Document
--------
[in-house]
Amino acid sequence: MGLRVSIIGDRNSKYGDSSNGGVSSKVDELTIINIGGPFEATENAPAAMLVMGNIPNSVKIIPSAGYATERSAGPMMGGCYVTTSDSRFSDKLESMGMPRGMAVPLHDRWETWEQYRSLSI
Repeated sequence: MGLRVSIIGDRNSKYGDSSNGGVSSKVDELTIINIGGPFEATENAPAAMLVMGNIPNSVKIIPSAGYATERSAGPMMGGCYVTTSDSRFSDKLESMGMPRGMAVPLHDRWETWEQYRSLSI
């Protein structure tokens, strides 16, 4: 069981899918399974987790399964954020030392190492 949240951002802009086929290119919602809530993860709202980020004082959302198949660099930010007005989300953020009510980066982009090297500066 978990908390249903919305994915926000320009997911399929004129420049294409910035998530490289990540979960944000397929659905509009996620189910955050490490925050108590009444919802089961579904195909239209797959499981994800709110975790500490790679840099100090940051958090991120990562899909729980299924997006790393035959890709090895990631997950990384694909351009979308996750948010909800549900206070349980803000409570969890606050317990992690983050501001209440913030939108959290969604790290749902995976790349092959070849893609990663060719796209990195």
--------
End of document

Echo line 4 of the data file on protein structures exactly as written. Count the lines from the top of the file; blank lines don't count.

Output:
């Protein structure tokens, strides 16, 4: 069981899918399974987790399964954020030392190492 949240951002802009086929290119919602809530993860709202980020004082959302198949660099930010007005989300953020009510980066982009090297500066 978990908390249903919305994915926000320009997911399929004129420049294409910035998530490289990540979960944000397929659905509009996620189910955050490490925050108590009444919802089961579904195909239209797959499981994800709110975790500490790679840099100090940051958090991120990562899909729980299924997006790393035959890709090895990631997950990384694909351009979308996750948010909800549900206070349980803000409570969890606050317990992690983050501001209440913030939108959290969604790290749902995976790349092959070849893609990663060719796209990195």